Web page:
Numeric Data Type

The numeric data type is used to declare variables to store the numeric or decimal values. Numeric values are the combination of 0 to 9 numbers. The numeric data type uses the character '9' in the PICTURE clause of the data description.

Each digit in the number should have been counted and specified with the data type definition using the PICTURE clause. For Example - Declaring a variable to store a 3-digit value should have the declaration as 999 or 9(3).

Syntax -

       01 ws-variable      PIC 9(var-length) 
	                      [VALUE number].
Note! All statements coded in [ ] are optional.

Example -

01 WS-VAR      PIC 9(03) VALUE 123.
  • ws-variable - specifies the variable name. From example, it is WS-VAR.
  • var-length - specifies the number of digits in the value. The maximum length is 18 digits. From example, it is 03.
  • input-string - specifies the string assigned to the variable during the declaration. From example, it is 123.

Rules -

  • The numeric data type maximum length is 18 digits in the PICTURE clause (9(18)) using the default compiler option ARITH(COMPAT). If using ARITH(EXTEND), up to 31 digits can be coded in the PICTURE clause.
  • Numeric data type can code with a combination of other data types P(actual decimal point), S(sign), and V(virtual decimal point).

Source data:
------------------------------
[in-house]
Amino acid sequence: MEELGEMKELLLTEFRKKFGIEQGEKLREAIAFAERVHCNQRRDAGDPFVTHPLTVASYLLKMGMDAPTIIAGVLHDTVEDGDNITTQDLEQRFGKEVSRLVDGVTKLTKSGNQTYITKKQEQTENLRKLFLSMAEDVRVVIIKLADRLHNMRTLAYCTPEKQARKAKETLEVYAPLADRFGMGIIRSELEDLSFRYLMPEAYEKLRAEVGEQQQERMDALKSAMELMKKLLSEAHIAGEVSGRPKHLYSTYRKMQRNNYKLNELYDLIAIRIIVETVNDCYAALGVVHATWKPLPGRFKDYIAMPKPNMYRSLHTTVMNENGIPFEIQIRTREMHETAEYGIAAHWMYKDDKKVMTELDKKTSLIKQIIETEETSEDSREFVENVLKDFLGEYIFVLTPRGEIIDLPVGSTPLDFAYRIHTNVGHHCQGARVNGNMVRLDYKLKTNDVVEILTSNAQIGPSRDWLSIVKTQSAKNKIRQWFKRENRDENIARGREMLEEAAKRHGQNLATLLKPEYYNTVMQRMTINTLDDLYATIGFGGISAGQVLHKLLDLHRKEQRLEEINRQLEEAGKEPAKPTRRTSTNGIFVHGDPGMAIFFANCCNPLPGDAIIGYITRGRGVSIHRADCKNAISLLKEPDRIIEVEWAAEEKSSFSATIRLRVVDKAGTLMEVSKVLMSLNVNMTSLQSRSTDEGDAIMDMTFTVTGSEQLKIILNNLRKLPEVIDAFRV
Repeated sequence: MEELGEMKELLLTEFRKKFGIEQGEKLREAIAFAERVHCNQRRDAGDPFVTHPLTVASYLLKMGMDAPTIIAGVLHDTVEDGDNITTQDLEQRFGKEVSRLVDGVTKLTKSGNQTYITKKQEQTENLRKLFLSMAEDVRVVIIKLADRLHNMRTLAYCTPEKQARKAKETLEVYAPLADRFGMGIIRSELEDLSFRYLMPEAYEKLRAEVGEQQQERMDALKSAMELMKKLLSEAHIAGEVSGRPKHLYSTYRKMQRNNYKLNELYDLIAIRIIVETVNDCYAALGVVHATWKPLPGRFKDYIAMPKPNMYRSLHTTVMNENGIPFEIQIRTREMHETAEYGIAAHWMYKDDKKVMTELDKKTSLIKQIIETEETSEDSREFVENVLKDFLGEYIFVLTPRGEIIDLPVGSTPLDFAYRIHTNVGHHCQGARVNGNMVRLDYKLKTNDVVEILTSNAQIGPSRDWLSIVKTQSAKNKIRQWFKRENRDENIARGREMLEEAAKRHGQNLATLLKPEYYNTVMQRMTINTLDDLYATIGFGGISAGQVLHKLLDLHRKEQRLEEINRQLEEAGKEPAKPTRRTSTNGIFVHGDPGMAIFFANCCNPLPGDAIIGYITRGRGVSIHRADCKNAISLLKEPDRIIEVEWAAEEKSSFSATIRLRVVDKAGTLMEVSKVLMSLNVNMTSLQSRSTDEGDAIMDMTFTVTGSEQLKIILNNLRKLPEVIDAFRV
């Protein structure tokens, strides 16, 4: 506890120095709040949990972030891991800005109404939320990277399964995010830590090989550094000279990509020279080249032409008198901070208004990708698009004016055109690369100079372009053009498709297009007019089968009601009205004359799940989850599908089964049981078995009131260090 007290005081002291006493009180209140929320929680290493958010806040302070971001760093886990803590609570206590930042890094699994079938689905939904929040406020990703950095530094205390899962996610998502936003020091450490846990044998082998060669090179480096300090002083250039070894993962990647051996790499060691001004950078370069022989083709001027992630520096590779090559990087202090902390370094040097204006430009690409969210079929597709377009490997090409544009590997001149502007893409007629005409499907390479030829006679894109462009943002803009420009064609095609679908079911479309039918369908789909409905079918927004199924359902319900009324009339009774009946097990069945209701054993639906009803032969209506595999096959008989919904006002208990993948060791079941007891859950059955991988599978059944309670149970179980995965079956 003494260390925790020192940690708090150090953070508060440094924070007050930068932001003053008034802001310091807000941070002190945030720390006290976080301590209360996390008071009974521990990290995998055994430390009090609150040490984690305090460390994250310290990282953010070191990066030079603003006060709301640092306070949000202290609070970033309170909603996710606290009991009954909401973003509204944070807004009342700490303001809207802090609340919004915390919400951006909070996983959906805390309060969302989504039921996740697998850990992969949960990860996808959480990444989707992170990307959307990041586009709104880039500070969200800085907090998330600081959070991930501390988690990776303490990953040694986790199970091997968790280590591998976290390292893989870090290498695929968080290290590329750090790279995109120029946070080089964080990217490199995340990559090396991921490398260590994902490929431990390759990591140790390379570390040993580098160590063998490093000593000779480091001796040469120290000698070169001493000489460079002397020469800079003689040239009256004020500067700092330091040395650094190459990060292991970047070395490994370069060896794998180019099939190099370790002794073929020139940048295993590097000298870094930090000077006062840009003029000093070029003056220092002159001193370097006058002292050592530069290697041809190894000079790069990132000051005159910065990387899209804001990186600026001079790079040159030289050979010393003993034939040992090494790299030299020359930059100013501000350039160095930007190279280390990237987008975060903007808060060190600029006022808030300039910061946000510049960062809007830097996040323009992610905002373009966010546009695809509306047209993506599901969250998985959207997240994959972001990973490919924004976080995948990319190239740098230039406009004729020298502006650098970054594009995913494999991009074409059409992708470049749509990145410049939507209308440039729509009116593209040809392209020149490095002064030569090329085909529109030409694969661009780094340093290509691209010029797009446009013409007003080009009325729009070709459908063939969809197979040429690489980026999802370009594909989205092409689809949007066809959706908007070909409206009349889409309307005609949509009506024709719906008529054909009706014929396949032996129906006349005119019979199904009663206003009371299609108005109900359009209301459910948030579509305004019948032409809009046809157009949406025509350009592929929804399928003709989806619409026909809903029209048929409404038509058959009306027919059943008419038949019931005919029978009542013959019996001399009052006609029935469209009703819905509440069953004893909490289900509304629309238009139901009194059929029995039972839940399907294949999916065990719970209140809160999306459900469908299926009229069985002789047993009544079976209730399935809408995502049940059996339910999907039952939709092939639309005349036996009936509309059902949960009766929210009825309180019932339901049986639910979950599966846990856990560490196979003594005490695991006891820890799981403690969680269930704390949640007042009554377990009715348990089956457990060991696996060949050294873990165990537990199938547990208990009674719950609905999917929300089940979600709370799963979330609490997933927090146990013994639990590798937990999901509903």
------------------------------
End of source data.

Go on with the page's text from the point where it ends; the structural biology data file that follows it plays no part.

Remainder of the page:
• All USAGE clauses are applicable for numeric data type. The variable length is calculated based on the USAGE clause used during the declaration.
  • If no USAGE clause is coded, DISPLAY computation is applied to the declaration. i.e., i.e., 1 character = 1 byte.

Alignment | Justification -

  • The numeric data type is right justified by default, and the data in all numeric variables are right justified automatically.
  • The leftmost characters are truncated if the input data is larger than the variable size. For example – the variable declared with 9(4) and the input data is 12345, the variable contains only 2345.
  • Suppose the input data is smaller than the receiving variable. In that case, the unused positions at the left are filled with zeroes.

Practical Example -

Scenario - Example describes the numeric variable declaration, justification, and truncation.

Code -

       AUTHOR. MTH.

       01 WS-VAR.
	  * Variable with shorter length than the passing input data
	      05 WS-NUM-SVAR   PIC 9(03).
	  * Variable with larger length than the passing input data
          05 WS-NUM-LVAR   PIC 9(09). 

           MOVE 123456   TO  WS-NUM-SVAR 

           DISPLAY "WS-NUM-SVAR:  -" WS-NUM-SVAR "-". 
           DISPLAY "WS-NUM-LVAR:  -" WS-NUM-LVAR "-". 
           STOP RUN.

Output -

WS-NUM-SVAR:  -456-       
WS-NUM-LVAR:  -000123456- 
Note! In the above example, '-' is used to show the boundaries of the data.